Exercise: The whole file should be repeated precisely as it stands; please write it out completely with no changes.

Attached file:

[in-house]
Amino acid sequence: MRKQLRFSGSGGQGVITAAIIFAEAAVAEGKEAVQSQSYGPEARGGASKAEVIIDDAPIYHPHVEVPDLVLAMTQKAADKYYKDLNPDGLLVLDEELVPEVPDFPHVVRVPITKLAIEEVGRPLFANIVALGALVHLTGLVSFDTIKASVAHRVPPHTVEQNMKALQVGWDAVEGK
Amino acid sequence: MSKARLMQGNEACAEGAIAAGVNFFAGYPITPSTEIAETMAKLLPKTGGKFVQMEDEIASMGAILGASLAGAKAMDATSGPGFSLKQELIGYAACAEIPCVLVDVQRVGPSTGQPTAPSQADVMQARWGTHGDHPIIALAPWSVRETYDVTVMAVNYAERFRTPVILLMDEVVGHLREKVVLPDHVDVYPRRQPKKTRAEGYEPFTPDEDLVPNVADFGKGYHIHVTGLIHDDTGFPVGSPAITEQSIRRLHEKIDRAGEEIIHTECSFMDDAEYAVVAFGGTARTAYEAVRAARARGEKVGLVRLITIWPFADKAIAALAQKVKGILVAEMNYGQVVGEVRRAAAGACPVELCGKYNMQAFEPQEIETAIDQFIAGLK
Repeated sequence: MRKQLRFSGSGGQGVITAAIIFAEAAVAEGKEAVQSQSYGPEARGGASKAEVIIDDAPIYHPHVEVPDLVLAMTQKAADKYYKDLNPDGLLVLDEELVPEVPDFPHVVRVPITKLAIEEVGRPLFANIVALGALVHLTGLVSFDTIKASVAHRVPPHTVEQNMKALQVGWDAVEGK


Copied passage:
[in-house]
Amino acid sequence: MRKQLRFSGSGGQGVITAAIIFAEAAVAEGKEAVQSQSYGPEARGGASKAEVIIDDAPIYHPHVEVPDLVLAMTQKAADKYYKDLNPDGLLVLDEELVPEVPDFPHVVRVPITKLAIEEVGRPLFANIVALGALVHLTGLVSFDTIKASVAHRVPPHTVEQNMKALQVGWDAVEGK
Amino acid sequence: MSKARLMQGNEACAEGAIAAGVNFFAGYPITPSTEIAETMAKLLPKTGGKFVQMEDEIASMGAILGASLAGAKAMDATSGPGFSLKQELIGYAACAEIPCVLVDVQRVGPSTGQPTAPSQADVMQARWGTHGDHPIIALAPWSVRETYDVTVMAVNYAERFRTPVILLMDEVVGHLREKVVLPDHVDVYPRRQPKKTRAEGYEPFTPDEDLVPNVADFGKGYHIHVTGLIHDDTGFPVGSPAITEQSIRRLHEKIDRAGEEIIHTECSFMDDAEYAVVAFGGTARTAYEAVRAARARGEKVGLVRLITIWPFADKAIAALAQKVKGILVAEMNYGQVVGEVRRAAAGACPVELCGKYNMQAFEPQEIETAIDQFIAGLK
Repeated sequence: MRKQLRFSGSGGQGVITAAIIFAEAAVAEGKEAVQSQSYGPEARGGASKAEVIIDDAPIYHPHVEVPDLVLAMTQKAADKYYKDLNPDGLLVLDEELVPEVPDFPHVVRVPITKLAIEEVGRPLFANIVALGALVHLTGLVSFDTIKASVAHRVPPHTVEQNMKALQVGWDAVEGK